Near the Florida-Georgia border, a wrong-way crash on Interstate 75 involving a wrong-way, 91-year-old driver, a Greyhound passenger bus headed to Atlanta and another car resulted in at least two deaths and more than a dozen injuries.
Authorities are in the initial investigatory stages of the Hamilton County incident, which raises multiple questions regarding the fitness of drivers as they age and how we can better approach this issue. Georgia car accident attorneys can help accident victims who suffered injuries through no fault of their own.
Should older drivers face stricter driving standards?
There is no official cut-off age at which drivers in Georgia may no longer operate a vehicle.
The Georgia Department of Driver Services indicates that drivers over the age of 59 are eligible for short-term, five-year driver’s licenses and vision screening requirements are mandated for those 64 and older. The agency estimates that there are more than 1 million drivers over the age of 65 in Georgia. More than 620,000 of those are over the age of 70 – and their numbers will continue to grow as the baby boom generation ages.
This also means that it is going to become increasingly important for loved ones to prepare themselves to have potentially uncomfortable discussions regarding a relative’s on-the-road fitness. Those growing older also need to be realistic about how age impacts one’s ability to drive safely, and ways that they can remain independent, while also taking the safety of others into account.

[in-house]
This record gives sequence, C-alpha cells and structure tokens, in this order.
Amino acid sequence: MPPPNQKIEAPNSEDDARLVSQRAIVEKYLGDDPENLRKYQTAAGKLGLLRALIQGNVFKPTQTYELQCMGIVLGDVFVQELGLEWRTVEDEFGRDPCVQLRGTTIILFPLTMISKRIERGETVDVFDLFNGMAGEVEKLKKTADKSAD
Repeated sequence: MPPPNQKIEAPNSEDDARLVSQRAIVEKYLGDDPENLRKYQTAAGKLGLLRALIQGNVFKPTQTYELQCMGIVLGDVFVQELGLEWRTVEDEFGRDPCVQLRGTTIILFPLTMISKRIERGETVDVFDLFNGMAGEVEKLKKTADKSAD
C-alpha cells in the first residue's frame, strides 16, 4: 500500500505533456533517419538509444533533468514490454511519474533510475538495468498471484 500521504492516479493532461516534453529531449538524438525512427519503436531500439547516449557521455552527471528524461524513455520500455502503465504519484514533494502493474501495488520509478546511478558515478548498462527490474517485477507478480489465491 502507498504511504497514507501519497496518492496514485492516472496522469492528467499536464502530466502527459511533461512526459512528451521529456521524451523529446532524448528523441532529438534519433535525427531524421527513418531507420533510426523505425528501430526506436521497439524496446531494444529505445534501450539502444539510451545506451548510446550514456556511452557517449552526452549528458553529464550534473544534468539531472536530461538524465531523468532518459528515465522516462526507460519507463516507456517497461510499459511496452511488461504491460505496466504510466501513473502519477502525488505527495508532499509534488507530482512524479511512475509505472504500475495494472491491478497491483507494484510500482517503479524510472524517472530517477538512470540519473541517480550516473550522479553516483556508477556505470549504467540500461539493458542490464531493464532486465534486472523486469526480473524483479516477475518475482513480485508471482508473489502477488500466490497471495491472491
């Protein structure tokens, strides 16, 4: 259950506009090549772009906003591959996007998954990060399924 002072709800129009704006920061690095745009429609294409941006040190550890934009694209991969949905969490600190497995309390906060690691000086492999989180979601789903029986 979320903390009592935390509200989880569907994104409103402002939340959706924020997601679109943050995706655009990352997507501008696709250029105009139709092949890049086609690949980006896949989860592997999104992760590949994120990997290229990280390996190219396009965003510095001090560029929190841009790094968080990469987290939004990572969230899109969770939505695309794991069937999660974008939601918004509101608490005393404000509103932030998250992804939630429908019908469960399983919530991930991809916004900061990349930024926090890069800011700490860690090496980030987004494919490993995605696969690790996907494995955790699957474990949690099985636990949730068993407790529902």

The National Institute on Aging is quick to stress that getting older doesn’t make you a bad driver. But even those who have stellar driving records can be at risk of a deterioration of driving skills over time. Joints get stiff. Muscles weaken. It gets harder to turn your head or the steering wheel quickly. Your eyesight grows poorer. At nighttime especially, glare makes it tough to see, objects beyond your direct line of site are harder to make out. Your hearing may also change, slowing your reaction time to sirens, horns or even noises from your own vehicle. Then there are chronic diseases such as arthritis, Parkinson’s and early stage Alzheimer’s and dementia that can make it especially dangerous to drive.
That kind of judgment call can be tough, but it’s important to take it seriously. The NIA recommends reviewing the following checklist to determine whether it may be time to retire the wheel:
- Do other drivers frequently honk at me?
- Do I frequently get lost, even in areas I know?
- Do pedestrians or other vehicles seemingly appear out of nowhere?
- Have friends, my doctor or family members expressed concern about my driving?
- Do I have trouble staying in my own lane?
- Am I less confident overall about my driving?
Exploring some limitations to start could be the first step.
For those who have been injured in an Atlanta car accident, speaking to an experienced personal injury attorney is the first step to protect your rights.
Call the Law Offices of Gary Martin Hays & Associates, P.C. at 1-800-898-HAYS to schedule a free consultation.